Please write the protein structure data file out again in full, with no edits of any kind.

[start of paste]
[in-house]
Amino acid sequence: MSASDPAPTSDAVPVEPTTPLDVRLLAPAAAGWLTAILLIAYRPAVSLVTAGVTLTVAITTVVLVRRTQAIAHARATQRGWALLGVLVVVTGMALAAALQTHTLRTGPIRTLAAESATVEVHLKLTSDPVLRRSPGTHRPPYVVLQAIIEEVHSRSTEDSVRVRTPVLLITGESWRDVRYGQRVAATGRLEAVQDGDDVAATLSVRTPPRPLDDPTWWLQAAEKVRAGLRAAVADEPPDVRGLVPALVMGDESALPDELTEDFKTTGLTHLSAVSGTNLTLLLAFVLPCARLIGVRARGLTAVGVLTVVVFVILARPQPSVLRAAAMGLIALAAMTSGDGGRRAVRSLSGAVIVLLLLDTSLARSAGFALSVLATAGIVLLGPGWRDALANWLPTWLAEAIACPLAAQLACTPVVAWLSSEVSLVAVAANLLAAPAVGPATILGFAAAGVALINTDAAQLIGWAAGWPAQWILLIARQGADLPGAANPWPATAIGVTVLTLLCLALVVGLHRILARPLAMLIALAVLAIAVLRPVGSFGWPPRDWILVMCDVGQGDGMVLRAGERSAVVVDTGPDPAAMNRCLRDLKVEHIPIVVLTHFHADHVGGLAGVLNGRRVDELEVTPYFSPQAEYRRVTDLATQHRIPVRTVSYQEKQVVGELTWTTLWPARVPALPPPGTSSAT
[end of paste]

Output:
[in-house]
Amino acid sequence: MSASDPAPTSDAVPVEPTTPLDVRLLAPAAAGWLTAILLIAYRPAVSLVTAGVTLTVAITTVVLVRRTQAIAHARATQRGWALLGVLVVVTGMALAAALQTHTLRTGPIRTLAAESATVEVHLKLTSDPVLRRSPGTHRPPYVVLQAIIEEVHSRSTEDSVRVRTPVLLITGESWRDVRYGQRVAATGRLEAVQDGDDVAATLSVRTPPRPLDDPTWWLQAAEKVRAGLRAAVADEPPDVRGLVPALVMGDESALPDELTEDFKTTGLTHLSAVSGTNLTLLLAFVLPCARLIGVRARGLTAVGVLTVVVFVILARPQPSVLRAAAMGLIALAAMTSGDGGRRAVRSLSGAVIVLLLLDTSLARSAGFALSVLATAGIVLLGPGWRDALANWLPTWLAEAIACPLAAQLACTPVVAWLSSEVSLVAVAANLLAAPAVGPATILGFAAAGVALINTDAAQLIGWAAGWPAQWILLIARQGADLPGAANPWPATAIGVTVLTLLCLALVVGLHRILARPLAMLIALAVLAIAVLRPVGSFGWPPRDWILVMCDVGQGDGMVLRAGERSAVVVDTGPDPAAMNRCLRDLKVEHIPIVVLTHFHADHVGGLAGVLNGRRVDELEVTPYFSPQAEYRRVTDLATQHRIPVRTVSYQEKQVVGELTWTTLWPARVPALPPPGTSSAT